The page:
I’m writing you in response to your ill-informed op-ed
on gentrification in downtown Los Angeles. I’m sure by now that you’ve heard from others about the factual errors in your article, such as the wrong assumption that loft conversions are happening to SRO hotels (almost every loft conversion downtown has been of underutilized office space, and there is currently a ban on SRO conversions) and even more egregiously, your description of the homeless being “literally swept and hosed out” of their encampments. I witnessed the cleaning of the skid row sidewalks first hand, and in no way was it as you described. It was instead the kind of orderly street maintenance that one usually sees in cities, and that one rarely sees on Skid Row. No homeless were hosed out, as you so vividly wrote. That you would use such a simple act as hosing down sidewalks as the entrée into your argument tells me that your argument was decided upon long before you happened upon this particular “fact”. If you had gone looking for evidence about the sidewalk cleaning, you would have learned a different story that did not fit your pre-conceived thesis. Since I both work in Skid Row and until recently lived in the neighborhood, I can tell you that regular cleaning the streets would be just a basic start to reversing the historic neglect of this neighborhood. Professor, I’ve lived in the “third world”, in some real poverty-struck places, but I’ve never seen the kind of physical filth one sees on the streets of Los Angeles. To leave people lying amongst human waste, used syringes, used condoms and discarded colostomy bags is doing no one a service. Sweeping and cleaning the streets is the minimum of what this city should be doing.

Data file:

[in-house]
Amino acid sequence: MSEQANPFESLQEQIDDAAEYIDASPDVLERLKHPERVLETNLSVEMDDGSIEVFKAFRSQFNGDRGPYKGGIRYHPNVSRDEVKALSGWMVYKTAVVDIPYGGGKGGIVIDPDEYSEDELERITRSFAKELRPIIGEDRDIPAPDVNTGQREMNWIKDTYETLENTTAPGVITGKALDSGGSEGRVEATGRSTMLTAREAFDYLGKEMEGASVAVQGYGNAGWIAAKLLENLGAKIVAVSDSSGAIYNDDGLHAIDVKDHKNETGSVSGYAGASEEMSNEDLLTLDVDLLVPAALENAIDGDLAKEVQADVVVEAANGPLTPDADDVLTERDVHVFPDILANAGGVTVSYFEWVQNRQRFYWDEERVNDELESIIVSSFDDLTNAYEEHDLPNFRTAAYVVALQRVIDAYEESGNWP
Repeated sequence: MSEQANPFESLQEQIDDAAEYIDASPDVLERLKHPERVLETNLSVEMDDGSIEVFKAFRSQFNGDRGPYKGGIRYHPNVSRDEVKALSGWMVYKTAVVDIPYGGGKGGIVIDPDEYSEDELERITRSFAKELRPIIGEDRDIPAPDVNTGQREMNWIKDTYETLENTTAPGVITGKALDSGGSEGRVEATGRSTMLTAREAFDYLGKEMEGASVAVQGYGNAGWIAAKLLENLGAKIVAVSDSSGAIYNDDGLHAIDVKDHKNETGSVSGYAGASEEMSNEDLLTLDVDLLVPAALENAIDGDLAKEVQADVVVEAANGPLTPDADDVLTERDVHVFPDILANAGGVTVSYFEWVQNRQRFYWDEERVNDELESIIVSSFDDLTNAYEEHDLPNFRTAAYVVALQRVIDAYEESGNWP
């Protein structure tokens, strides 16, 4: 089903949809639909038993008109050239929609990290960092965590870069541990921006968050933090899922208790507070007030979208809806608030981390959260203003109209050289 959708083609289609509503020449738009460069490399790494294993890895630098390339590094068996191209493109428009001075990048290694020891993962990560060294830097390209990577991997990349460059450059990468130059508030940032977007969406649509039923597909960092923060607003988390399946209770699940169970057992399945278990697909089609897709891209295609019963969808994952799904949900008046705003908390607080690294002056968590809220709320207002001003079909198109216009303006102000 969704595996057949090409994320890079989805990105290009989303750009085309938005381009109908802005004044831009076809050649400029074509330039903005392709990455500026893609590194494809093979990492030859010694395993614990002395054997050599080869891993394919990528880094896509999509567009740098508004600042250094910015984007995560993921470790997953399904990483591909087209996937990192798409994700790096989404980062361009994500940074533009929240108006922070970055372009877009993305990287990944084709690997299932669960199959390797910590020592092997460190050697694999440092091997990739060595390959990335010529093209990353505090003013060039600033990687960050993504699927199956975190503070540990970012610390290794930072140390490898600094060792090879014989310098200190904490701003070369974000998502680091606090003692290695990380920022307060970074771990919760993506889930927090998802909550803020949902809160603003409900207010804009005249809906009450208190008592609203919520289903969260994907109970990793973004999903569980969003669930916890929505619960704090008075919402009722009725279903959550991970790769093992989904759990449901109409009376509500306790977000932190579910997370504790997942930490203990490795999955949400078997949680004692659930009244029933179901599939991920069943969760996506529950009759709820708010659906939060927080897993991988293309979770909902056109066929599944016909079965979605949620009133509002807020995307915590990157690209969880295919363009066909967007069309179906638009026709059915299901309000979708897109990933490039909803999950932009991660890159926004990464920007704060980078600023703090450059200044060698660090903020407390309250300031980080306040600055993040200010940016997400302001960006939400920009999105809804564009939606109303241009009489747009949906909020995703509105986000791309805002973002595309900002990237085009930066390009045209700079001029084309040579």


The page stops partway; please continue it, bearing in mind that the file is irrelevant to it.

But then again, your whole article was a lovely bit of theory at odds with the facts on the ground. Skid Row in Los Angeles comprises the epicenter for the largest homeless population in North America, a statement that has been true since the 1970’s, long before the very recent and still rather tenuous renewed interest in downtown living. Los Angeles County has a homeless population of over 90,000 that dwarfs the small population of loft-dwelling downtown residents. Most of these homeless folks are there for two reasons, drug addiction and mental illness. We’re not talking about the kind of transitional homeless that one sees often in other parts of the country, people who have lost their housing through economic circumstance and who are struggling to find a new home. These are the long term, people incapable of fulfilling even the base requirements of caring for themselves. Cut the rents by 75% in Los Angeles, and you would still have this population on the streets. Gentrification is affecting a small corner of downtown Los Angeles, and has done little to change the larger dynamic of downtown as both a warm weather beacon for transients and a regional dumping ground for the homeless from throughout the area. If you wanted to actually address the real issues that create the homeless problem in L.A. maybe you could have talked about the severe under-policing of downtown, the dumping of medical patients, the blind eye turned to an open-air drug market, and the long-term unofficial policy of shipping the addicted and mentally ill to this neighborhood; instead you use your precious bullhorn on the Times editorial page to bring up the factually erroneous idea that a few loft conversions have forced people out of their homes, people that I would remind you are simply incapable of living on their own without real help.